Is bone mineral composition disrupted by organochlorines in east Greenland polar bears (Ursus maritimus)?

Christian Sonne, Rune Dietz, Erik W Born, Frank F Riget, Maja Kirkegaard, Lars Hyldstrup, Robert J Letcher, Derek C G Muir

Research output: Contribution to journalJournal articleResearchpeer-review

Abstract

We analyzed bone mineral density (BMD) in skulls of polar bears (Ursus maritimus) (n = 139) from East Greenland sampled during 1892-2002. Our primary goal was to detect possible changes in bone mineral content (osteopenia) due to elevated exposure to organochlorine [polychlorinated biphenyls (PCBs), dichlorodiphenyl trichloroethane (DDT) and its metabolites, chlordanes (CHLs), dieldrin, hexacyclohexanes, hexachlorobenzene] and polybrominated diphenyl ether (PBDE) compounds. To ensure that the BMD value in skull represented the mineral status of the skeletal system in general, we compared BMD values in femur and three lumbar vertebrae with skull in a subsample. We detected highly significant correlations between BMD in skull and femur (r = 0.99; p < 0.001; n = 13) and skull and vertebrae (r = 0.97; p < 0.001; n = 8). BMD in skulls sampled in the supposed pre-organochlorine/PBDE period (1892-1932) was significantly higher than that in skulls sampled in the supposed pollution period (1966-2002) for subadult females, subadult males, and adult males (all, p < 0.05) but not adult females (p = 0.94). We found a negative correlation between organochlorines and skull BMD for the sum of PCBs (SigmaPCB; p < 0.04) and SigmaCHL (p < 0.03) in subadults and for dieldrin (p < 0.002) and SigmaDDT (p < 0.02) in adult males; indications for SigmaPBDE in subadults were also found (p = 0.06). In conclusion, the strong correlative relationships suggest that disruption of the bone mineral composition in East Greenland polar bears may have been caused by organochlorine exposure.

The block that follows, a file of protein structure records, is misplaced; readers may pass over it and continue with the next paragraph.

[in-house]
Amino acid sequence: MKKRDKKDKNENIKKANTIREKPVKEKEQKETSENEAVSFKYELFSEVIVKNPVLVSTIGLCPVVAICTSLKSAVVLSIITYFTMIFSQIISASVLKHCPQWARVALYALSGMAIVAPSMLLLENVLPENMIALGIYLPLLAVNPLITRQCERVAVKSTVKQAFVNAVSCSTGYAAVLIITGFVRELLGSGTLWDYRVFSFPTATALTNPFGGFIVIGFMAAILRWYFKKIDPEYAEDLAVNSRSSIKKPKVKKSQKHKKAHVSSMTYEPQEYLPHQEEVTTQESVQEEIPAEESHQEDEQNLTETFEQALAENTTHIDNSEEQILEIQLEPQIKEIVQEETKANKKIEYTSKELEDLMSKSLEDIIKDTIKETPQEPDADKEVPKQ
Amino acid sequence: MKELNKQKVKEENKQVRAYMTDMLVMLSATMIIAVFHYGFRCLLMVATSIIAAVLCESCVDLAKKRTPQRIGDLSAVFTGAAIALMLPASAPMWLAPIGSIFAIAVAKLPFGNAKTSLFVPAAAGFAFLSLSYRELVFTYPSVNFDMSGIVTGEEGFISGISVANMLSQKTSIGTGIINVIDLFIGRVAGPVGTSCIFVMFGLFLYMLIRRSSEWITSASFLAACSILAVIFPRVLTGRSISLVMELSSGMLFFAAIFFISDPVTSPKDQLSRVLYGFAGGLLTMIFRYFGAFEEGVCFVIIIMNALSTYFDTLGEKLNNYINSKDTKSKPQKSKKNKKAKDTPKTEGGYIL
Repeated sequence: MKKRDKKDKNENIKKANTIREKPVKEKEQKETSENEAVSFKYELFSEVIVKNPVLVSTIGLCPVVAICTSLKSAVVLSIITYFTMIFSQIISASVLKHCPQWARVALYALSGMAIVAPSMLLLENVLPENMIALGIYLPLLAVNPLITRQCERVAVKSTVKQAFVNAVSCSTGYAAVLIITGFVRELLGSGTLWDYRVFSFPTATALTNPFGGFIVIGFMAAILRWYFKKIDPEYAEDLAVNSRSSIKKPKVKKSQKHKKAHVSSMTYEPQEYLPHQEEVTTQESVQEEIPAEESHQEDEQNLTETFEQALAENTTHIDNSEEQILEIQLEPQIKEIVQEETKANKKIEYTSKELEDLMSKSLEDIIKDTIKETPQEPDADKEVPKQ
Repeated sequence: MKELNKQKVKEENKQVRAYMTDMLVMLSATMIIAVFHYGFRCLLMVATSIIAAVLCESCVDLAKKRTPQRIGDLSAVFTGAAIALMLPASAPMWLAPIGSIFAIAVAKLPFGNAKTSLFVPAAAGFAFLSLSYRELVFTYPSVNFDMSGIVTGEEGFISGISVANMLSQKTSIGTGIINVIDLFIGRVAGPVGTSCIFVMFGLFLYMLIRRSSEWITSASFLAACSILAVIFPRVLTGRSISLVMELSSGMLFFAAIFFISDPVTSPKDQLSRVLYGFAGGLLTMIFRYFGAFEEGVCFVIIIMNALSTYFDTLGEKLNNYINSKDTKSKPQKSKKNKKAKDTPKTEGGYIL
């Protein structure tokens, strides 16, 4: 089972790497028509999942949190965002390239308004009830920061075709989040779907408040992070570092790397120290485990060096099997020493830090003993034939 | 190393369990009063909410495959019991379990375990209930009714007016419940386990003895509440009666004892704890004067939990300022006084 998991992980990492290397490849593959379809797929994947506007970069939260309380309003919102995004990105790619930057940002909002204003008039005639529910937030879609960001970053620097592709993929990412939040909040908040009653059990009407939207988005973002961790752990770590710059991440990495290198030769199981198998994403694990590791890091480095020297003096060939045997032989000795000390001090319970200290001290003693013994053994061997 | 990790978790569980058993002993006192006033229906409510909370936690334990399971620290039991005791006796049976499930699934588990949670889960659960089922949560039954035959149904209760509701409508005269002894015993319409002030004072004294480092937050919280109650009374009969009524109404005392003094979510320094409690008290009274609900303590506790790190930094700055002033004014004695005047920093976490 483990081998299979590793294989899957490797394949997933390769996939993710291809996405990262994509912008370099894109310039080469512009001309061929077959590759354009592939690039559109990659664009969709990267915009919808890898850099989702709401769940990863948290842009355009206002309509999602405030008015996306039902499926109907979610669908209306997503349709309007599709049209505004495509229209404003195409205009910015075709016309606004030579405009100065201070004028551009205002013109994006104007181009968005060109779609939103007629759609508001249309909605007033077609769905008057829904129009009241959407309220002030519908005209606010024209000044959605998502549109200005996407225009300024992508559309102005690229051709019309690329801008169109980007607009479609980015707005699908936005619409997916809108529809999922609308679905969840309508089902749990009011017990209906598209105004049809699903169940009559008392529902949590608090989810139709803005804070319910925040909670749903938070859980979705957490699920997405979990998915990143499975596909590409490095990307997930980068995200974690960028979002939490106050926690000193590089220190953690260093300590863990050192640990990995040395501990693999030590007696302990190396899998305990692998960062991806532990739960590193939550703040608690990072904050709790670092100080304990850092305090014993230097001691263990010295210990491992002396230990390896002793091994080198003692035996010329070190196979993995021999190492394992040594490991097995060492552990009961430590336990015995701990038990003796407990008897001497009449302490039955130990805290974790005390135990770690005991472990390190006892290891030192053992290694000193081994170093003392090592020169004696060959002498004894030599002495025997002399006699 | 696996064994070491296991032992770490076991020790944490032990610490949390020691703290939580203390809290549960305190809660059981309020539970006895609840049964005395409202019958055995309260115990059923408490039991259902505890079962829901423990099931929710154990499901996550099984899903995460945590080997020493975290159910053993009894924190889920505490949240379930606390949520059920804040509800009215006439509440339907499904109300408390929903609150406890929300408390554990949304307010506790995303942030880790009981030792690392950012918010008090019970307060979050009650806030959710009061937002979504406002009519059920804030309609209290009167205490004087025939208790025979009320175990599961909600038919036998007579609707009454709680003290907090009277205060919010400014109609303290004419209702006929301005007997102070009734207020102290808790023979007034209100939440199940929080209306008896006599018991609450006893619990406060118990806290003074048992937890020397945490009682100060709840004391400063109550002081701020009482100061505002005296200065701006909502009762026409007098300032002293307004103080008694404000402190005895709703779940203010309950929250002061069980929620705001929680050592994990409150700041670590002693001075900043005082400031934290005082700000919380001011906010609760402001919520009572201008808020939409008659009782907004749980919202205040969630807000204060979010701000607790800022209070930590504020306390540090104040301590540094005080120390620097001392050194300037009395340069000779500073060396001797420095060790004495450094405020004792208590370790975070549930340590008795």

Original languageEnglish
JournalEnvironmental Health Perspectives
Volume112
Issue number17
Pages (from-to)1711-6
Number of pages5
ISSN0091-6765
Publication statusPublished - 1. Dec 2004
Externally publishedYes

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Greenland
Minerals
Bone Density
Halogenated Diphenyl Ethers
Dieldrin
Chlordan
Hexachlorobenzene
Lumbar Vertebrae

Cite this

Sonne, C., Dietz, R., Born, E. W., Riget, F. F., Kirkegaard, M., Hyldstrup, L., ... Muir, D. C. G. (2004). Is bone mineral composition disrupted by organochlorines in east Greenland polar bears (Ursus maritimus)? Environmental Health Perspectives, 112(17), 1711-6.
Sonne, Christian ; Dietz, Rune ; Born, Erik W ; Riget, Frank F ; Kirkegaard, Maja ; Hyldstrup, Lars ; Letcher, Robert J ; Muir, Derek C G. / Is bone mineral composition disrupted by organochlorines in east Greenland polar bears (Ursus maritimus)?. In: Environmental Health Perspectives. 2004 ; Vol. 112, No. 17. pp. 1711-6.
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title = "Is bone mineral composition disrupted by organochlorines in east Greenland polar bears (Ursus maritimus)?",